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Debt collection regulation changes on the horizon

Feb 26, 2014 Philip Burgess

Debt collection regulation changes on the horizon

The debt collection industry in the United States is vital to the overall success and growth of the national economy. Collection agents provide an important service to companies, as they are tasked with recovering outstanding accounts. Recovering these debts can often be the difference between success and failure for organizations, as being unable to collect money they are owed can lead to serious cash flow concerns.

While the industry is already heavily regulated, Susan Eckert of Promontory Financial Group noted that further stipulations may be passed that will limit collectors' abilities to function in a recent article for insideARM. Eckert indicated that the Office of the Comptroller of the Currency as well as the Federal Trade Commission have been ramping up their efforts to enforce debt collection actions.

Moreover, she asserted that the Consumer Financial Protection Bureau (CFPB) is also looking to sponsor more stringent industry policies. The fact that the CFPB is set to pass reforms in the near future is particularly important. A relatively new agency, the CFPB was created in the wake of the Great Recession in order to closely regulate the consumer finance sector. While change in the collection industry has been in the cards for some time, the CFPB's full implementation will likely see the collection landscape become more difficult to navigate.

Prepare ahead of time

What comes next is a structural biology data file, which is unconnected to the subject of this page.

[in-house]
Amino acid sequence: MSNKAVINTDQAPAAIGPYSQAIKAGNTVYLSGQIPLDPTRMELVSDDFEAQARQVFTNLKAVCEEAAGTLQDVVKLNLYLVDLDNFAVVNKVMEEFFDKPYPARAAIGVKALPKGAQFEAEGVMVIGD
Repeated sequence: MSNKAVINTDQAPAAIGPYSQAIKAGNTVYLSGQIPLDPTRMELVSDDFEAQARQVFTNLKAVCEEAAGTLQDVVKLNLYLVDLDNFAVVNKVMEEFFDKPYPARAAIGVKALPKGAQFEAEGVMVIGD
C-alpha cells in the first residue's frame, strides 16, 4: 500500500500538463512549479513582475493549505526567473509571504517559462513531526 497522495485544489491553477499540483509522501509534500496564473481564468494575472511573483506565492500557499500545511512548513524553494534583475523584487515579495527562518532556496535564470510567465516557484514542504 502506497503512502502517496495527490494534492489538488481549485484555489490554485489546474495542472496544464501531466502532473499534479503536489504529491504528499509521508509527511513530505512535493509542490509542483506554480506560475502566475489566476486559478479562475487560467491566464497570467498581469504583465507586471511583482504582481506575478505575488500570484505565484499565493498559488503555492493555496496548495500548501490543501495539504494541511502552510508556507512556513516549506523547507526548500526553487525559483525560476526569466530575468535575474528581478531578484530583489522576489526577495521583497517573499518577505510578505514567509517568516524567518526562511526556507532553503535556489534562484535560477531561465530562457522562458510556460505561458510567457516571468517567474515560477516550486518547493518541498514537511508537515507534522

While this may be worrying for some collection leaders, it's simply an aspect of operating they need to come to terms with. By ensuring that all agents fully understand the policies outlined in the Fair Debt Collection Practices Act (FDCPA), agency executives can take a vital first step in preparing their organizations for new regulations that may be on the horizon.

While new laws will certainly change the landscape, the FDCPA is an incredibly complex piece of legislation that requires close knowledge for agents to understand. If they are proficient with FDCPA policies, they will likely be able to easily learn about new rules that may be coming.

Although there is no set timetable for the implementation of new regulations, experts such as Eckert agree that they are imminent. Therefore, professionals need to take the necessary steps to prepare for the change as soon as possible. This means brushing up on existing laws, as well as keeping an eye on all future statements and notices posted by the FDCPA and other government organizations.